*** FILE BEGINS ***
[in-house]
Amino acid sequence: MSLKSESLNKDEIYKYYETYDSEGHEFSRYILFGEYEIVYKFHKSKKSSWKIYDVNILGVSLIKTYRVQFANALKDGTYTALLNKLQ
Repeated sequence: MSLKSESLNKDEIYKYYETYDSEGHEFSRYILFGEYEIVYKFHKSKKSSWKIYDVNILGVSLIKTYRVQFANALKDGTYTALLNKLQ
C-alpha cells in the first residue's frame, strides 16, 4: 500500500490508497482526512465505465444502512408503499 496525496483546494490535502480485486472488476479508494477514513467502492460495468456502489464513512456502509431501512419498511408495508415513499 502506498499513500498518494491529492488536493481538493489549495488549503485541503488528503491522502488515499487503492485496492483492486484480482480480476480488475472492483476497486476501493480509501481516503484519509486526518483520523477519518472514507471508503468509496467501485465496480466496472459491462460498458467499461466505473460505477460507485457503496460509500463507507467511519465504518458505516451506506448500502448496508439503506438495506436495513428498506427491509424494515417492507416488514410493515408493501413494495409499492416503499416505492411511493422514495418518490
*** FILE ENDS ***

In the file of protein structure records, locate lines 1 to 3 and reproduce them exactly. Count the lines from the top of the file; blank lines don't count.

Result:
[in-house]
Amino acid sequence: MSLKSESLNKDEIYKYYETYDSEGHEFSRYILFGEYEIVYKFHKSKKSSWKIYDVNILGVSLIKTYRVQFANALKDGTYTALLNKLQ
Repeated sequence: MSLKSESLNKDEIYKYYETYDSEGHEFSRYILFGEYEIVYKFHKSKKSSWKIYDVNILGVSLIKTYRVQFANALKDGTYTALLNKLQ